Friday, 2 November 2018

Books Read in October


October was a pretty average reading month for me. Seven books read, all enjoyed, you can't ask for more than that.

The books:

50. A Discovery of Witches - Deborah Harkness

51. Hickory Dickory Dock - Agatha Christie

52. From the Depths edited by Mike Ashley

53. Hunter's Moon - Dana Stabenow

54. Black Diamond - Martin Walker

55. A Trick of the Light - Louise Penny

56. A Swiss Vendetta - Tracee De Hahn. To be reviewed.


The thing that sticks out for me is that there's no non-fiction this month and the one I'd just started I've put aside for the time being. Will have to do better than that next month. I've more or less majored on crime novels, surprise, surprise... five of those and two supernatural themed books. Sometimes you just have gorge on your favourite genre because nothing else will do, this is possibly because I've had a cold for a week and needed some comfort reading.

Favourite book? Well that would have to be this:



A Trick of the Light by Louise Penny. Superb, the series just gets better and better. I've already reserved the next book from the library.

And here's what I've been doing apart from reading:


2,000 pieces, Van Gogh's 'Starry Night' of course. Quite tricky. Make that very tricky...


And this one was a 1,000 piece American puzzle entitled 'Hummingbirds'.

I'm hoping November will be a quiet month. I don't mind if the weather is bad because settling down in my favourite chair in front of the open fire with a good book is sheer luxury. I call it 'hibernating'. Happy reading.

~~~oOo~~~

10 comments:

DesLily said...

You never cease to amaze me!! After nearly 4 weeks of no reading (surgery and company) I finally finished another Anne Perry book.

Peggy Ann said...

Lovely reading month! My brother loves the Dana Stabenow books. He is blind and reads them on talking books. I too am looking forward to the hibernating months, stocked up on puzzles and books. Just started reading the Ruth Galloway books by Elly Griffith. Really enjoying them.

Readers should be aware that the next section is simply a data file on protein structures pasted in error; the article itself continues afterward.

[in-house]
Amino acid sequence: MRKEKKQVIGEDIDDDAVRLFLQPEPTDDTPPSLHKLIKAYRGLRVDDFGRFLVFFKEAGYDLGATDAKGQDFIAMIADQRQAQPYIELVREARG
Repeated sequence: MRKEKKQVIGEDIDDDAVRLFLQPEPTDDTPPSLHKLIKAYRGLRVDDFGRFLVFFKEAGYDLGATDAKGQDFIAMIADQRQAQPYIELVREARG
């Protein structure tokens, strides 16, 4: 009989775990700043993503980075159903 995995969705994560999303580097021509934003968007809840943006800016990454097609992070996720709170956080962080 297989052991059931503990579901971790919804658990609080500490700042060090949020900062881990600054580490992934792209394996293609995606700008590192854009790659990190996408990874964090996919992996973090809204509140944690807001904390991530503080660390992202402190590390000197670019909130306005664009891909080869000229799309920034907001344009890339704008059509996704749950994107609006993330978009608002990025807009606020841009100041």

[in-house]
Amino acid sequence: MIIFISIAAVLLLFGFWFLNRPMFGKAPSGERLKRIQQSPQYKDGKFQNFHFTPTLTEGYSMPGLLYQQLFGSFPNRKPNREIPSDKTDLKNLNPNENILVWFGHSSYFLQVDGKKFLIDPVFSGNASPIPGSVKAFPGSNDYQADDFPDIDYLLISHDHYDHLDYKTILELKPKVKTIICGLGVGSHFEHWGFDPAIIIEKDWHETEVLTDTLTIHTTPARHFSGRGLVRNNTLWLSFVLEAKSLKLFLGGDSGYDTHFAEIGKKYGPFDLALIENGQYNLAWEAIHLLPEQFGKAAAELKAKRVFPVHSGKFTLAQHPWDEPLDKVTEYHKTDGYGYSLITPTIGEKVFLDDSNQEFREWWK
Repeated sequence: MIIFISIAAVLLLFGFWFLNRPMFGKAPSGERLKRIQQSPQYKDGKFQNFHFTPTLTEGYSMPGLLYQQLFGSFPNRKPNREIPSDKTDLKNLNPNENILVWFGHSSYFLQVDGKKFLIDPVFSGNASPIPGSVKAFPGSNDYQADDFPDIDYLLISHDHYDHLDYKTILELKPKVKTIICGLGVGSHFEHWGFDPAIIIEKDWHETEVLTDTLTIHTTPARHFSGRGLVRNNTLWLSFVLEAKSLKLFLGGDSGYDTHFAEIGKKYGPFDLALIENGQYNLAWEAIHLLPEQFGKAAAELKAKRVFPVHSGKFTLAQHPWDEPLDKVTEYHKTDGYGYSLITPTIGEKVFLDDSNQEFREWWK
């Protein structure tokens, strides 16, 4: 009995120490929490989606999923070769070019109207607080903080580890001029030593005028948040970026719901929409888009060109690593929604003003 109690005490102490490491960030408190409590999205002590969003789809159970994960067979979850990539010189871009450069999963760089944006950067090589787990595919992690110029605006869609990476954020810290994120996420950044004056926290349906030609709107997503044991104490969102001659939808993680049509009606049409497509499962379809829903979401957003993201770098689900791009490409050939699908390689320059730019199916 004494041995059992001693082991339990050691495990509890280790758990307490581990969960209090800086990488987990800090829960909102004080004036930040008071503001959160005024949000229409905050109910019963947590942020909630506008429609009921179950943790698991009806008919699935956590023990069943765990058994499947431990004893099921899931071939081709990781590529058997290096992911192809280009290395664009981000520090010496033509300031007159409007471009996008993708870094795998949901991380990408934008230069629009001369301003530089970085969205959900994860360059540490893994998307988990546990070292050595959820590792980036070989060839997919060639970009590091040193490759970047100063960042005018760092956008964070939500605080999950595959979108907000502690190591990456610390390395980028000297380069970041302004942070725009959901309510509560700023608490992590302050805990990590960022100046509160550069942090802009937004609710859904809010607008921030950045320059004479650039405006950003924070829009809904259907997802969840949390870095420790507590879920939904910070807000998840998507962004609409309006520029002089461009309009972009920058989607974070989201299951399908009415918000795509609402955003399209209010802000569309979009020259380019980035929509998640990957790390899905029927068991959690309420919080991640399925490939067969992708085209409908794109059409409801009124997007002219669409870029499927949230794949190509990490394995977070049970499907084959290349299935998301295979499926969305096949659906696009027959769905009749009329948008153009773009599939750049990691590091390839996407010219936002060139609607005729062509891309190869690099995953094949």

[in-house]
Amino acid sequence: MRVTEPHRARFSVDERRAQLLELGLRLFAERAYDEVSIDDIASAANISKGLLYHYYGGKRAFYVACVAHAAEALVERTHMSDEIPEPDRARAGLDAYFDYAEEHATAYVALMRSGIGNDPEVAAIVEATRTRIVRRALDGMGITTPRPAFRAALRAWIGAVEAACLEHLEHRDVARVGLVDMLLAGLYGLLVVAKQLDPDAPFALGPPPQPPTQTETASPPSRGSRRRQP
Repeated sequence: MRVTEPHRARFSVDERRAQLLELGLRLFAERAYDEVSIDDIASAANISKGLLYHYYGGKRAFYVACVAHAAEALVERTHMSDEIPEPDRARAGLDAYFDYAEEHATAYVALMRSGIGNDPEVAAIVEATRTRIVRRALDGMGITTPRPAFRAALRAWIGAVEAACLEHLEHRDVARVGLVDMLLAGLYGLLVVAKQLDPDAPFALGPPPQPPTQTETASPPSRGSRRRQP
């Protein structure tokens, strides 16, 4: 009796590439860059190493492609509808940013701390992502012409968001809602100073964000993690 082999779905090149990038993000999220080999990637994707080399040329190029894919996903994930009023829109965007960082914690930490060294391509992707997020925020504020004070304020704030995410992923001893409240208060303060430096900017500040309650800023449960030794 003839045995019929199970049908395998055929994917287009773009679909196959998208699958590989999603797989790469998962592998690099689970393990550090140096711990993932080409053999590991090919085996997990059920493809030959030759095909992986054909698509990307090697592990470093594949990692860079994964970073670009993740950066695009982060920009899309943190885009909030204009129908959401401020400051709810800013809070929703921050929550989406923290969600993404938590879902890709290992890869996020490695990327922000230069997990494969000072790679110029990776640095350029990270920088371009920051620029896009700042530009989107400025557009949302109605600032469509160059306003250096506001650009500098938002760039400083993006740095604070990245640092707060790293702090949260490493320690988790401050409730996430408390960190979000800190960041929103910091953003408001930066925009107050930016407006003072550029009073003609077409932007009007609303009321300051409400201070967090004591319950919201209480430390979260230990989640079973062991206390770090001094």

Kay said...

As I've shared with you before, I've loved several of the authors and books you mentioned. Every time someone talks about a Louise Penny book I am tempted to go back and reread all of them. Perhaps I'll do that next year (or maybe listen to them). Your puzzles are lovely.

(Diane) Bibliophile By the Sea said...

Your hummingbird puzzle looks quite challenging. Congrats on a great reading month as well.

Cath said...

Pat: Well done! Love how much you're loving the Anne Perry books.

Peggy: It's wonderful that your brother can still read, technology is a brilliant thing. Thrilled to hear you've started on the Ruth Galloway series, it's one of my absolute favourites.

Kay: I'm really into the Gamache series at the moment, not sure why. The Beautiful Mystery has come in and I'll collect it from the library next week. If you did reread them all that would be the Canadian book challenge completed. LOL! I've just started my first book for that.

Diane: Yes, that was quite a difficult puzzle, so much colour, a lot of it of it all looked the same.

William Blitz said...
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Margaret @ BooksPlease said...

You had a good month - just doing those two puzzles would mean I wouldn't be able to read 7 books! And Van Gogh's 'Starry Night' with 2,000 pieces - amazing - and the colours in 'Hummingbirds'are just so beautiful. I must get out my puzzles - especially the one I started last winter and never finished.

Cath said...

Margaret: Starry Night was really difficult but hugely enjoyable. I'm left with a new respect for Van Gogh's work as I could see every brushstroke of course. Stunning. I loved doing 'Hummingbirds' too. Such a pity you don't live closer as we could do a puzzle swap.

TracyK said...

Your list has several authors I want to read, for the first time or continuing a series. Martin Walker would be new; I have the first in the Bruno, Chief of Police series but never read it. Dana Stabenow ... I want to read the 2nd book in that series, and I got a copy at the book sale this year. And Louise Penney. I have only read two of those. (And it is set in Canada.)

Cath said...

Tracy: I wasn't sure about the Bruno books when I read the first one. He's a bit too good to be true if I'm honest. But the French setting is lovely and there are some interesting other characters. It took me a while to get back to Dana Stabenow after reading that first KS book but I'm glad I did. I've learnt such a lot about life in Alaska. Louise Penny is on my all-time favourite authors list, I just love her Gamache books and they really do get better and better. Yes, set in Canada! Perfect.